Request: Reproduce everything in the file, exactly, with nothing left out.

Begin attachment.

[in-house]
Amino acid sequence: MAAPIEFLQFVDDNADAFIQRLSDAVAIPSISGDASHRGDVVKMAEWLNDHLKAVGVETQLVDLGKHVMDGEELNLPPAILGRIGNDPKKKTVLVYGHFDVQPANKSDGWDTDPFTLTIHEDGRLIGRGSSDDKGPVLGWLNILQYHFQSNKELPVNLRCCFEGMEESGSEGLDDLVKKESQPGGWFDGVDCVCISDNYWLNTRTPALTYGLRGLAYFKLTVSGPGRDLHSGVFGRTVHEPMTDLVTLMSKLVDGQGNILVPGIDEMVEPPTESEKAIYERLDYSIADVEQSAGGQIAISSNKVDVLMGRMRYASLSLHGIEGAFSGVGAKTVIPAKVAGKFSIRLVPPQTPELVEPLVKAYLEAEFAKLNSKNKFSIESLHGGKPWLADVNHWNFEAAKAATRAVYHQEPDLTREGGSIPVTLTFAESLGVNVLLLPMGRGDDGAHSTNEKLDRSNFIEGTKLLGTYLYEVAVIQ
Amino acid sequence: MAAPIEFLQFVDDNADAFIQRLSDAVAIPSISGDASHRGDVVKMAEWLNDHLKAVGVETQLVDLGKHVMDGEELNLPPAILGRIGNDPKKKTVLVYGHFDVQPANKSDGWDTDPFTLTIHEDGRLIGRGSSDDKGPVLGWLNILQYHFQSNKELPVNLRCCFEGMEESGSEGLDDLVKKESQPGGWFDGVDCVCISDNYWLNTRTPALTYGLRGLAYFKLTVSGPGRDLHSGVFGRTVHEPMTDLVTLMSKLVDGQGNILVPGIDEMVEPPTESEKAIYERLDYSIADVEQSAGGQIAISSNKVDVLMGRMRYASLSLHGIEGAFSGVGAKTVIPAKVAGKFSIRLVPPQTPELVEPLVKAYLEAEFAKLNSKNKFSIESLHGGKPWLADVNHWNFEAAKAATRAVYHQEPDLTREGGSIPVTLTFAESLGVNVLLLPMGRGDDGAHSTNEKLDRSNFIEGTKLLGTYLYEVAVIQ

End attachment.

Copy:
[in-house]
Amino acid sequence: MAAPIEFLQFVDDNADAFIQRLSDAVAIPSISGDASHRGDVVKMAEWLNDHLKAVGVETQLVDLGKHVMDGEELNLPPAILGRIGNDPKKKTVLVYGHFDVQPANKSDGWDTDPFTLTIHEDGRLIGRGSSDDKGPVLGWLNILQYHFQSNKELPVNLRCCFEGMEESGSEGLDDLVKKESQPGGWFDGVDCVCISDNYWLNTRTPALTYGLRGLAYFKLTVSGPGRDLHSGVFGRTVHEPMTDLVTLMSKLVDGQGNILVPGIDEMVEPPTESEKAIYERLDYSIADVEQSAGGQIAISSNKVDVLMGRMRYASLSLHGIEGAFSGVGAKTVIPAKVAGKFSIRLVPPQTPELVEPLVKAYLEAEFAKLNSKNKFSIESLHGGKPWLADVNHWNFEAAKAATRAVYHQEPDLTREGGSIPVTLTFAESLGVNVLLLPMGRGDDGAHSTNEKLDRSNFIEGTKLLGTYLYEVAVIQ
Amino acid sequence: MAAPIEFLQFVDDNADAFIQRLSDAVAIPSISGDASHRGDVVKMAEWLNDHLKAVGVETQLVDLGKHVMDGEELNLPPAILGRIGNDPKKKTVLVYGHFDVQPANKSDGWDTDPFTLTIHEDGRLIGRGSSDDKGPVLGWLNILQYHFQSNKELPVNLRCCFEGMEESGSEGLDDLVKKESQPGGWFDGVDCVCISDNYWLNTRTPALTYGLRGLAYFKLTVSGPGRDLHSGVFGRTVHEPMTDLVTLMSKLVDGQGNILVPGIDEMVEPPTESEKAIYERLDYSIADVEQSAGGQIAISSNKVDVLMGRMRYASLSLHGIEGAFSGVGAKTVIPAKVAGKFSIRLVPPQTPELVEPLVKAYLEAEFAKLNSKNKFSIESLHGGKPWLADVNHWNFEAAKAATRAVYHQEPDLTREGGSIPVTLTFAESLGVNVLLLPMGRGDDGAHSTNEKLDRSNFIEGTKLLGTYLYEVAVIQ